Global sourcing as defined by Tim Minahan Aberdeen Group research analyst in the August 14 Aberdeen Abstract, "Global Sourcing: What You Need to Know to Make It Work," is the process of identifying, evaluating, negotiating and configuring supply across multiple geographies in order to reduce costs, maximize performance and mitigate risks. Factors that must be understood and balanced can be segmented into six categories: material costs; transportation costs; inventory carrying costs; cross-border taxes, tariffs and duty costs; supply and operational performance; and supply and operational risks.

  1. Material costs - price, setup, tooling, transaction and other costs related to the actual product or service delivered.
  2. Transportation costs - transportation, drayage, fuel surcharges and other fees included in a freight rate.
  3. Inventory carrying costs - warehousing, handling, taxes, insurance, depreciation, shrinkage, obsolescence and other costs associated with maintaining inventories, including the cost of money or opportunity costs.
  4. Cross-border taxes, tariffs and duty costs - often referred to as landed costs, which are the sum of duties, shipping, insurance and other fees and taxes for door-to-door delivery.
  5. Supply and operational performance - the cost of noncompliance or underperformance, which, if not managed properly, can offset any price variance gains attained by shifting to an offshore source.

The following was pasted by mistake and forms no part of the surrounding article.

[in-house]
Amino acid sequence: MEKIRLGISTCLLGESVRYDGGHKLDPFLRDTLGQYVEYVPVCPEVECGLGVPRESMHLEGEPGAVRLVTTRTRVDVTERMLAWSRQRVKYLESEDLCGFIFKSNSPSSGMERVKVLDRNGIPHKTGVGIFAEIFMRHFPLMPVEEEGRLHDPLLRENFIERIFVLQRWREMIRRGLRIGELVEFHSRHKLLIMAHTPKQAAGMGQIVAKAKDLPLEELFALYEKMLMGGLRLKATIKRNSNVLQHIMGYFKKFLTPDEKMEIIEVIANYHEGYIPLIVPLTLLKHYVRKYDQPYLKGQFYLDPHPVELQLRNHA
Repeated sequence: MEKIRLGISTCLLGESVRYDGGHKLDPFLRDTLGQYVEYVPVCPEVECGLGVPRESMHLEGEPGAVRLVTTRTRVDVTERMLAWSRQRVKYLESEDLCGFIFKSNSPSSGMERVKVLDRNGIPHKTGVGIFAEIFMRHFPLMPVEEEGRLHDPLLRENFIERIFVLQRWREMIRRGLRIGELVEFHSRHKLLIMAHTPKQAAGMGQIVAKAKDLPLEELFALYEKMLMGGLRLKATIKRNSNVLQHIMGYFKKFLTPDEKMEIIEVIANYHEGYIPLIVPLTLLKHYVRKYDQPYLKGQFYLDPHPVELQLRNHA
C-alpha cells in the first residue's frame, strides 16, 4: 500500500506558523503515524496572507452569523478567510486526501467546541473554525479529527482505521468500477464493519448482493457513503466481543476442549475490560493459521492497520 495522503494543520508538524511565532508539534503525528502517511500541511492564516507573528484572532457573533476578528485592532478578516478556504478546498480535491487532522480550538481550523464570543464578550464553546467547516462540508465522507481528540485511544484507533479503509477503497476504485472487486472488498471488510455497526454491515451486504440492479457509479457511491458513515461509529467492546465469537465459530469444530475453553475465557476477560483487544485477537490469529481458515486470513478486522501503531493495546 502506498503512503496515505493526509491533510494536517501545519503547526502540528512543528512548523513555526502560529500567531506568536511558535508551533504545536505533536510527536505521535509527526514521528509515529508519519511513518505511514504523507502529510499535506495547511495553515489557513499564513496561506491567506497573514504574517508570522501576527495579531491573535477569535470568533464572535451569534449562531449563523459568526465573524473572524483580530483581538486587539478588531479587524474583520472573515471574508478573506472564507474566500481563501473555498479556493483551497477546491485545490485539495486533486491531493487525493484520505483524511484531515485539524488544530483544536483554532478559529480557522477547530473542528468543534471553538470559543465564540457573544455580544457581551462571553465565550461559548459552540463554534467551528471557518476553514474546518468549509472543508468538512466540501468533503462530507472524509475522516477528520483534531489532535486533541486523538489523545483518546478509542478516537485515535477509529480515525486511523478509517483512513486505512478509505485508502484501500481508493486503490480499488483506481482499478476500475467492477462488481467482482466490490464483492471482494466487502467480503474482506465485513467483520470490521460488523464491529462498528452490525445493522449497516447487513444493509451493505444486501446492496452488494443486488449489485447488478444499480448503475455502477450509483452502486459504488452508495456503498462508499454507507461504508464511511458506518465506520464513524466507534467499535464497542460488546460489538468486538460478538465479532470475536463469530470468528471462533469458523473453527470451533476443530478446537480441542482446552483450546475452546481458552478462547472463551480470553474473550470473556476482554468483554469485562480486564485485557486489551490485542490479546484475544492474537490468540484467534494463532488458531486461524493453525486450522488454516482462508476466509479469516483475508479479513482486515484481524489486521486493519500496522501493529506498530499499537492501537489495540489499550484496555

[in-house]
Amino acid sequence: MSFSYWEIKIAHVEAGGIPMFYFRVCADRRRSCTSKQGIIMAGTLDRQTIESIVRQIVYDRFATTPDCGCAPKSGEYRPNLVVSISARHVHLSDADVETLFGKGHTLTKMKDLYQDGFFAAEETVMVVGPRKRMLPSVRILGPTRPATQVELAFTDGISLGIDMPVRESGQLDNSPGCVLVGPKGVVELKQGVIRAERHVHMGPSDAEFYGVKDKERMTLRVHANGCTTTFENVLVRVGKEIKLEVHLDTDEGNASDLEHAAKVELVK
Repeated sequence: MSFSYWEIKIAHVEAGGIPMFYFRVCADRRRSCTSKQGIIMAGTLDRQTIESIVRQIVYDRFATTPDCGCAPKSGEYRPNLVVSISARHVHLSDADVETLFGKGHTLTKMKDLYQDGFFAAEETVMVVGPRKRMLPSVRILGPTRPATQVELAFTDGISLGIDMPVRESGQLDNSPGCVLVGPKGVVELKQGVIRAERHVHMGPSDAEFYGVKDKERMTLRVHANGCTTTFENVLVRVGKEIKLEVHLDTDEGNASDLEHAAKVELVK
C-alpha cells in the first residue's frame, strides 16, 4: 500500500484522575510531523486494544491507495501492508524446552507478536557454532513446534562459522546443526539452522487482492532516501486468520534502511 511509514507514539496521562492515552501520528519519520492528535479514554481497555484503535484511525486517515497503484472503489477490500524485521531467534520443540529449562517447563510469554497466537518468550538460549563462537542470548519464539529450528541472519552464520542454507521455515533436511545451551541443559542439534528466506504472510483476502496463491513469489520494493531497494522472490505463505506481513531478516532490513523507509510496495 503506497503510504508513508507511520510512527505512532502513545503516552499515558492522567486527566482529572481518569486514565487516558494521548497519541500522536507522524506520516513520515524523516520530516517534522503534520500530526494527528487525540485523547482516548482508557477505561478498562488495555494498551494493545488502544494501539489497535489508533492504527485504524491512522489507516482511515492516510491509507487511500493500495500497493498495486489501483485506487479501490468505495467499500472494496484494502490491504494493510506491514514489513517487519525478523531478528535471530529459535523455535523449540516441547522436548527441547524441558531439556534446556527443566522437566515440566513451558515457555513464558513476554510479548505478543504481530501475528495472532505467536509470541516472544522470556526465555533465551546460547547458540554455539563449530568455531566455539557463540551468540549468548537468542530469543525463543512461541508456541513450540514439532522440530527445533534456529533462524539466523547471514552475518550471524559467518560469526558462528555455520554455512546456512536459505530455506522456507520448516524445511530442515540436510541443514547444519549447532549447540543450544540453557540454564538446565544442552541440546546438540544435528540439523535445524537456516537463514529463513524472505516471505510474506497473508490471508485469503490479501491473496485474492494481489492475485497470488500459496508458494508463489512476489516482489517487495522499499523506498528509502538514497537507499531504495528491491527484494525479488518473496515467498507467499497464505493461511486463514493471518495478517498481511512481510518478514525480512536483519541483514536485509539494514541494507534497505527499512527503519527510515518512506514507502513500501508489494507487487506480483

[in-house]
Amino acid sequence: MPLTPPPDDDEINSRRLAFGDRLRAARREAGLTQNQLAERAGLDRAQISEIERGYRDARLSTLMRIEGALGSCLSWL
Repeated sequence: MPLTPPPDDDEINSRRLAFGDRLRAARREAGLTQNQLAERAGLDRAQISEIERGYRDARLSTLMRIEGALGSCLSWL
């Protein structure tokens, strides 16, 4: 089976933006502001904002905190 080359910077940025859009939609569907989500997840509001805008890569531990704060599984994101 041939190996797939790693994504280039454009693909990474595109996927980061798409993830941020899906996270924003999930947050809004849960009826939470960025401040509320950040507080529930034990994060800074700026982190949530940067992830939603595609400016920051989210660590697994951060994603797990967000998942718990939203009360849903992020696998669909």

6. Supply and operational risks - including geopolitical factors, such as changes in country leadership; tariff and policy changes; and instability caused by war and/or terrorism or natural disasters (e.g., typhoons, earthquakes) and disease, as in Severe Acute Respiratory Syndrome (SARS), all of which may disrupt supply lines.

To understand and manage these factors, supply managers must stay abreast of tariffs, trade regulations and geopolitical landscapes that are constantly in flux. Understanding and optimizing the total cost of offshore sources also requires supply managers to have a solid understanding of the Harmonized System (HS) Code and International Commerce Terms (Incoterms).
Minahan concludes, "Just as the best financial portfolio managers rely on market intelligence and tools for analyzing financial vehicles, supply managers must have access to current information on global supply markets, as well as the proper methodologies and analytical tools to make sense of such information."

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